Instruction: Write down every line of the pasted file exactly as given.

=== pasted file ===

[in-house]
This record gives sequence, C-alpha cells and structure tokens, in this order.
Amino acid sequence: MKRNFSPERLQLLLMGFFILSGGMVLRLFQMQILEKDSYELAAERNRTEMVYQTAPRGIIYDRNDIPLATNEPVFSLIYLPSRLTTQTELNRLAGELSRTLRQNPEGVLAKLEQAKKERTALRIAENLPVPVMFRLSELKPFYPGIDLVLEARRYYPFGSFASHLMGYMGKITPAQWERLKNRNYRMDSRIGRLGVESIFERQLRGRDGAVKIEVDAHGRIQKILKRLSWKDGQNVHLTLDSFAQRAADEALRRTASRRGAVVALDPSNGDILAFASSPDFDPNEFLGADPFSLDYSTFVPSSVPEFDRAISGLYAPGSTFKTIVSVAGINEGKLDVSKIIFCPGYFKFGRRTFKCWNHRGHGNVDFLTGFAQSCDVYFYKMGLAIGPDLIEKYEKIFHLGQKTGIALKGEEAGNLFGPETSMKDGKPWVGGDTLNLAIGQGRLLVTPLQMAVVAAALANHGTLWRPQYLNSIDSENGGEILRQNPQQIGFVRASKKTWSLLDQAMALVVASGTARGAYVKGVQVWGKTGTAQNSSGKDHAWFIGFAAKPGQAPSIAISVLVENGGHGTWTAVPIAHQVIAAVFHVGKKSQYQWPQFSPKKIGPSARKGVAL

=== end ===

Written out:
[in-house]
This record gives sequence, C-alpha cells and structure tokens, in this order.
Amino acid sequence: MKRNFSPERLQLLLMGFFILSGGMVLRLFQMQILEKDSYELAAERNRTEMVYQTAPRGIIYDRNDIPLATNEPVFSLIYLPSRLTTQTELNRLAGELSRTLRQNPEGVLAKLEQAKKERTALRIAENLPVPVMFRLSELKPFYPGIDLVLEARRYYPFGSFASHLMGYMGKITPAQWERLKNRNYRMDSRIGRLGVESIFERQLRGRDGAVKIEVDAHGRIQKILKRLSWKDGQNVHLTLDSFAQRAADEALRRTASRRGAVVALDPSNGDILAFASSPDFDPNEFLGADPFSLDYSTFVPSSVPEFDRAISGLYAPGSTFKTIVSVAGINEGKLDVSKIIFCPGYFKFGRRTFKCWNHRGHGNVDFLTGFAQSCDVYFYKMGLAIGPDLIEKYEKIFHLGQKTGIALKGEEAGNLFGPETSMKDGKPWVGGDTLNLAIGQGRLLVTPLQMAVVAAALANHGTLWRPQYLNSIDSENGGEILRQNPQQIGFVRASKKTWSLLDQAMALVVASGTARGAYVKGVQVWGKTGTAQNSSGKDHAWFIGFAAKPGQAPSIAISVLVENGGHGTWTAVPIAHQVIAAVFHVGKKSQYQWPQFSPKKIGPSARKGVAL